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Google’s first broad core update since September 2022 ran from 15-28 March, completing in just under two weeks.
There have been conflicting reports on the extent of the volatility but it seems to have had a fairly big impact. Search Engine Land analysed reports from RankRanger and Semrush who provide ranking data, while Sistrix examined some of the the winners and losers.
Core updates are critical for businesses and entities with a web presence, as they can have an impact on performance in the search engine results. So, it’s always worth paying attention when these happen, and checking your rankings after the dust has settled.
Site owners who have suffered a drop in rankings are understandably keen to understand why, and how they can fix it. However, there is often nothing to be fixed, it’s just a question of other sites doing better and being rewarded in the SERPs.
Google’s blog post on Search Central tries to demystify and explain the process.
“One way to think of how a core update operates is to imagine you made a list of the top 100 movies in 2021. A few years later in 2024, you refresh the list. It's going to naturally change. Some new and wonderful movies that never existed before will now be candidates for inclusion. You might also reassess some films and realize they deserved a higher place on the list than they had before.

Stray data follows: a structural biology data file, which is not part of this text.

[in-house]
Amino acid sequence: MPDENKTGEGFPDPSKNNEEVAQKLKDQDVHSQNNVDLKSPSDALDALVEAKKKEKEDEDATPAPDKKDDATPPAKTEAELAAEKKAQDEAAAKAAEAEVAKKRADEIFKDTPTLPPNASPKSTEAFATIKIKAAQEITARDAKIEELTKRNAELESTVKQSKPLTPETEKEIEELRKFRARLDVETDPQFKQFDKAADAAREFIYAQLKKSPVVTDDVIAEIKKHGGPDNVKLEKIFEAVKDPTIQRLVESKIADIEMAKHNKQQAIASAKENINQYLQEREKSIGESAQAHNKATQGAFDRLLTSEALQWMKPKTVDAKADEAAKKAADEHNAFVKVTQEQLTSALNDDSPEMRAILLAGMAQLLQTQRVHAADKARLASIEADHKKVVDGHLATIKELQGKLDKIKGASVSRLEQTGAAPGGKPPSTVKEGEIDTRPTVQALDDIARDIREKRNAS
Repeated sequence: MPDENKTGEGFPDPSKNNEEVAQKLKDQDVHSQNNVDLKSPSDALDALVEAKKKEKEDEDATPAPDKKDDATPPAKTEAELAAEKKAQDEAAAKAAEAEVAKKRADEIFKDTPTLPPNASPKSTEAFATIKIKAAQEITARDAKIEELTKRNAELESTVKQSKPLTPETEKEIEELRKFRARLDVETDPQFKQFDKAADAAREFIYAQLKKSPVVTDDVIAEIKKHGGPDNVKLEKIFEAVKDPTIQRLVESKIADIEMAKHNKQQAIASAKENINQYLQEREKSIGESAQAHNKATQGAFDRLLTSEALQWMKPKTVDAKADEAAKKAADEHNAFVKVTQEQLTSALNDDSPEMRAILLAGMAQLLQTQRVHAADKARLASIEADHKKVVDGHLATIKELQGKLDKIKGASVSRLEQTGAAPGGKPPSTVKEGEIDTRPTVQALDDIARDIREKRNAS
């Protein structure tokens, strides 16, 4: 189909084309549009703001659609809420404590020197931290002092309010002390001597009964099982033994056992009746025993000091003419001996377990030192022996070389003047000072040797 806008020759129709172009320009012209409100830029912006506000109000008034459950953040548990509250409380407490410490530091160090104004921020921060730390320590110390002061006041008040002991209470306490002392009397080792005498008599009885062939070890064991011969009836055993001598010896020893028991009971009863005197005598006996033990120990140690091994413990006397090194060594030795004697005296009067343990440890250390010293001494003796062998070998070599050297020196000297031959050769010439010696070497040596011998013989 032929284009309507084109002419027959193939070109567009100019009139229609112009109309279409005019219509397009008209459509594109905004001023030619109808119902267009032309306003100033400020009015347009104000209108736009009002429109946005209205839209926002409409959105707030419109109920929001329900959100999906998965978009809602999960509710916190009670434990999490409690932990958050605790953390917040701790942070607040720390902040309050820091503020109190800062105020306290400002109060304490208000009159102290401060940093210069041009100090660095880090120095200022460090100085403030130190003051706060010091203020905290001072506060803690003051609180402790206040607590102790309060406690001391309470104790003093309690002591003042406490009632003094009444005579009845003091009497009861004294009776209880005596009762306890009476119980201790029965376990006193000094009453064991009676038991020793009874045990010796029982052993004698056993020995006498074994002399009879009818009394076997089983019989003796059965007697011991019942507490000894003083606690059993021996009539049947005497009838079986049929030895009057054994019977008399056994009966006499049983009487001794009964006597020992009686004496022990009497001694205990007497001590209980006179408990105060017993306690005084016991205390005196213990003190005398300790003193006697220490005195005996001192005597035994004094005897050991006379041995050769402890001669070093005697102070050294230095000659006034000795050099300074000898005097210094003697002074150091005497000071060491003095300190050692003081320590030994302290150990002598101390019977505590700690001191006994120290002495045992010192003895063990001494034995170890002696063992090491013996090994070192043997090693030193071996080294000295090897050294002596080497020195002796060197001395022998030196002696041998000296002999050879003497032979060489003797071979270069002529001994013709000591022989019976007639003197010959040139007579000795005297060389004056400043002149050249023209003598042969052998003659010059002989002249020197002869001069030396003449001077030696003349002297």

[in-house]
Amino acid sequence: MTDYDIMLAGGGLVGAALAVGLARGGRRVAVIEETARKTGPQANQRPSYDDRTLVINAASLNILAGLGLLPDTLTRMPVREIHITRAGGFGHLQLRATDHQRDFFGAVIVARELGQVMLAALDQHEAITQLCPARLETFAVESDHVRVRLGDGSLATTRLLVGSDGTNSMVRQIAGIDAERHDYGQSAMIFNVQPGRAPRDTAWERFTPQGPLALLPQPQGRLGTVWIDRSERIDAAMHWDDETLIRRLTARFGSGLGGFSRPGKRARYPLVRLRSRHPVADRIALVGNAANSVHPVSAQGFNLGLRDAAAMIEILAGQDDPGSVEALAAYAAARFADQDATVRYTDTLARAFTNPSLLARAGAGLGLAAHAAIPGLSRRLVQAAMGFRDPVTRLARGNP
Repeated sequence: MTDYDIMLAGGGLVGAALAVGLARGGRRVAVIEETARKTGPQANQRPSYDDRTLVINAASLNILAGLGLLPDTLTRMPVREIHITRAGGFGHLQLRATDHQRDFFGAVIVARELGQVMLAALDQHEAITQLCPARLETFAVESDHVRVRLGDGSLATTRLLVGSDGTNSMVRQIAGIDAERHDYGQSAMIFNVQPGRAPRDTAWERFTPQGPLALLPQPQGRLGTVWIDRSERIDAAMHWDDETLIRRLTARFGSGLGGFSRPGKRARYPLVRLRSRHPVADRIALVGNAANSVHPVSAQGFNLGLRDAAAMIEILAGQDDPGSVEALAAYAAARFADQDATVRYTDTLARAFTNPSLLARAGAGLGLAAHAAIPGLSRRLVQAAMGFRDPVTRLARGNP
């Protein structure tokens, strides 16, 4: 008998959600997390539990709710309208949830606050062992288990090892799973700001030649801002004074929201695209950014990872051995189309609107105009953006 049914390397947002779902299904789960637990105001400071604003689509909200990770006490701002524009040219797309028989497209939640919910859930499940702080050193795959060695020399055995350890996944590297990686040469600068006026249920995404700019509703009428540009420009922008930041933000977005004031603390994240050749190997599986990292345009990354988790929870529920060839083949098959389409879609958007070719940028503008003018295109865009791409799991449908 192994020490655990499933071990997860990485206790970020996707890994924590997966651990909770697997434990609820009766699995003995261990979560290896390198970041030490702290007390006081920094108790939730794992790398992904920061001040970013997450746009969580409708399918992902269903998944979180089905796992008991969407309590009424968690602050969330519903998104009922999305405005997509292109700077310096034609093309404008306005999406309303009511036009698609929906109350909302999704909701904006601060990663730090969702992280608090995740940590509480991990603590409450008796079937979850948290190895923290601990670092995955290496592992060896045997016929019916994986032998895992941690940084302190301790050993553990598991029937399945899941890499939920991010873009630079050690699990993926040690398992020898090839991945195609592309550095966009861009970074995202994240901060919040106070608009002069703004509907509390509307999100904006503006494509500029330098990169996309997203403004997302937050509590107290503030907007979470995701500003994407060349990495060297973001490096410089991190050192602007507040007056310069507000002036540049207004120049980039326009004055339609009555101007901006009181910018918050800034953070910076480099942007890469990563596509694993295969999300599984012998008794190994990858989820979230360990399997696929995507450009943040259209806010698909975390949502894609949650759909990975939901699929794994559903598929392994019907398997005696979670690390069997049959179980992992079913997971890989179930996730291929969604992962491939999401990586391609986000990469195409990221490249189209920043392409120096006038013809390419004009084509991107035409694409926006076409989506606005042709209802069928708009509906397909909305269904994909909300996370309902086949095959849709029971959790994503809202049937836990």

The list will change, and films previously higher on the list that move down aren't bad. There are simply more deserving films that are coming before them.”
In other words, the list changes because of new entrants and improvements made by, or reassessments, of existing sites. It's not necessarily because your site has done anything wrong.
However, if your site has fallen behind it makes sense to analyse your content to see where you may be able to make improvements, or where you may have fallen behind in keeping up with and implementing new guidance.
Focusing on providing the best content you can. Check out Google’s help page on creating quality, people-first content. This has a list of questions you can ask yourself as you assess your own content.
Consider an audit of your drops. Look at which pages were most impacted and for what kinds of searches, and examine these against the list of questions above. Are there other pages doing a better job, and if so why? You can also ask a reliable third party to carry out an assessment of your site.